The Minister for Health has said people who are deemed close contacts of a Covid-19 case will be sent antigen tests from today.

Stephen Donnelly said close contacts can expect to start receiving the rapid tests from tomorrow.

Under the system, people can use the antigen tests at home if they are both fully vaccinated and do not have symptoms.

In cases where people have symptoms, they are advised to self-isolate and arrange a PCR test.

People who are eligible for antigen tests will get a call from a contact tracer who will arrange to have the test posted to their homes.

Free test kits will be sent and people are advised to take a test on the day they receive it; take the second test two days after the first and the third test two days after the second one.

If any of the tests returns a positive result, the person should self-isolate and arrange for a PCR test to confirm.


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The minister also said he believes there is "a strong case" for healthcare workers to be given booster vaccines.

Speaking on Newstalk, Mr Donnelly said the Department of Health and the Chief Medical Officer are "working very closely" with the National Immunisation Advisory Council (NIAC) on the matter.

Asked about rolling out the booster shots without the approval of NIAC, he said he would be "very loath to step away from NIAC advice".

Mr Donnelly said booster shots for people over 60 will begin from next week.

He said it is planned that people aged 60 to 69 will receive their jabs at mass vaccination centres, while those aged 70 to 79 will go to their GPs, but he added: "The final details are still being worked through at the moment."

Postal service most 'practical' way to send test kits

The HSE's clinical lead for infection control said the use of the postal system to deliver antigen tests is a practical way to get tests to people in a reasonable time frame.

Speaking on RTÉ's Drivetime, Professor Martin Cormican said that lots of options were considered, but An Post reaches everybody in the country and this was seen as a practical option.

Asked about a potential two or three-day delay in getting tests to people, he said described the delay in getting tests to people as "a reasonable delay".

Prof Cormican said this would provide an element of additional insurance for those who are fully vaccinated and asymptomatic.

He said people who are most infectious are those who have symptoms.

Meanwhile, the HSE is appealing to anyone with Covid-19 symptoms to act quickly, get a test, and protect the people around them.

As part of a new 'Thank You' campaign, the HSE is asking people not to attend work or any other events if they have any Covid symptoms.

HSE Clinical Director Dr Colm Henry said it has to become unacceptable for people to go to work with cold or flu-like symptoms or attend a social event with a cough or after just having a Covid test.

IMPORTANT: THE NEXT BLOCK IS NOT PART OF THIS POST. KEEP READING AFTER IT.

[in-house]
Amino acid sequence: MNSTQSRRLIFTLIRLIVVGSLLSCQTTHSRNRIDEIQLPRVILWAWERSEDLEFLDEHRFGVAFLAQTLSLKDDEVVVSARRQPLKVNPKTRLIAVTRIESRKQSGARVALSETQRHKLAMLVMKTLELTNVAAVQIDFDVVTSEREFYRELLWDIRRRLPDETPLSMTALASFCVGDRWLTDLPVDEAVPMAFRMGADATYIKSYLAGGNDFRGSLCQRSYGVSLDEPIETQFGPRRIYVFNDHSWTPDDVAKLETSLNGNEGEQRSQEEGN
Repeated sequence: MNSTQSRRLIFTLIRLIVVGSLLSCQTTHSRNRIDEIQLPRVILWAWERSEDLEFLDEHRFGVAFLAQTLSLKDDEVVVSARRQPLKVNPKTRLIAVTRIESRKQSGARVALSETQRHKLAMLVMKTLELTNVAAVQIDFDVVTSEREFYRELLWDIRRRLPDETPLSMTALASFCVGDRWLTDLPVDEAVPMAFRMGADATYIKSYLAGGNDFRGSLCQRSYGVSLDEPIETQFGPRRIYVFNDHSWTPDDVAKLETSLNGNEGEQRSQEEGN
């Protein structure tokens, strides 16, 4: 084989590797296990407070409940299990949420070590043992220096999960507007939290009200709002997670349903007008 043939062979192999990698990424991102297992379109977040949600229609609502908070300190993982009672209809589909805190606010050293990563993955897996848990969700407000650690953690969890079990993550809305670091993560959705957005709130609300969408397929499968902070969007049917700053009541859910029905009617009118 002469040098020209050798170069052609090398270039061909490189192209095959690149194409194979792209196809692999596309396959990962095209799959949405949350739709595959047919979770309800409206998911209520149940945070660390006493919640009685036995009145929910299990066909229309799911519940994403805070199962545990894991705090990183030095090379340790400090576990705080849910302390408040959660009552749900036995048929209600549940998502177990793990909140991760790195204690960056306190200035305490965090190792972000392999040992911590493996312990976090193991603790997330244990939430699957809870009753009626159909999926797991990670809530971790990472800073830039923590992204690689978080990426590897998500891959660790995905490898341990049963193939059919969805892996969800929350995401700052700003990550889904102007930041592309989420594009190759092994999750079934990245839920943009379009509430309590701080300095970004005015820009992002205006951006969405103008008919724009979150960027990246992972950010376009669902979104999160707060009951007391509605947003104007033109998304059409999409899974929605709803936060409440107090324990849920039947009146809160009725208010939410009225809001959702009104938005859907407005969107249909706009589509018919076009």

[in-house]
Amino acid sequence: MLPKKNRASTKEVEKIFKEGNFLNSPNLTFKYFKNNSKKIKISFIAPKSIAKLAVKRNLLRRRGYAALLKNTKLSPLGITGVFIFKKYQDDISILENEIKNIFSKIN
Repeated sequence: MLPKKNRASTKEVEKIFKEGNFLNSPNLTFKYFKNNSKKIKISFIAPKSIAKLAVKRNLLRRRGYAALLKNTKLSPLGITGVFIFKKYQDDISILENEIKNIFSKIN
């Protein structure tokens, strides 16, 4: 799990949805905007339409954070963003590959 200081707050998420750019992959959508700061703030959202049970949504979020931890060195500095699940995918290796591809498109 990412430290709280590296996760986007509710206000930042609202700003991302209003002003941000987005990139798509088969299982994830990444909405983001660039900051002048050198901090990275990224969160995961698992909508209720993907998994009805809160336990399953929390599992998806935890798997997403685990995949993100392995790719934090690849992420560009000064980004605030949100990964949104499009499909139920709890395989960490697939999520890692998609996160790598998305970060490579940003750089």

Vaccine message for pregnant women 'getting through'

The Health Service Executive's Clinical Director of Women and Infant Health has said 15 pregnant women have been admitted to ICUs with Covid-19 since September, but the message that vaccination is necessary "appears to be getting through".

Speaking on RTÉ's Morning Ireland, the former master of the Rotunda Hospital said pregnant women accounted for 1% of ICU admissions last year.

This climbed to 2% in the first half of 2021, but more recently that figure rose to 7%.

Dr Peter McKenna said these women have been critically unwell, with some requiring ventilation for weeks.

None of the women were fully vaccinated and just two were partially vaccinated, he said.

Dr McKenna said a recent survey of patients in all 19 maternity units found that 58% of the 750 women were fully vaccinated, while 74% of their partners were fully vaccinated.

He described it as a very gratifying figure because it came from "a very, very low base".

"It would suggest to me that the message that vaccination is necessary if you don't want to become unwell, is getting through.

"I think that we may now have reached a tipping point where the message is absolutely clear and unequivocal that all pregnant women for their sake and for the sake of their baby should be vaccinated", he said.

Dr McKenna said women in the late stages of pregnancy, particularly the last three months when breathing is more difficult, are getting sicker than other women of the same age and health who are not pregnant.

He also said that the latest guidelines for partner visits to maternity hospitals are due to be introduced on 1 November and all hospitals will be encouraged to comply to the best of their ability with the new guidelines.

"None of these restrictions were introduced on a whim. They were all introduced in order to make the hospitals as safe as possible for patients and for staff," Dr McKenna said.

"I suppose really that with deteriorating rates and increased pressure on the hospitals maybe the path ahead isn't as smooth as we would have hoped for. But I don't think, well I'm sure, that there will never be a return to the original level of restrictions that we would have had earlier."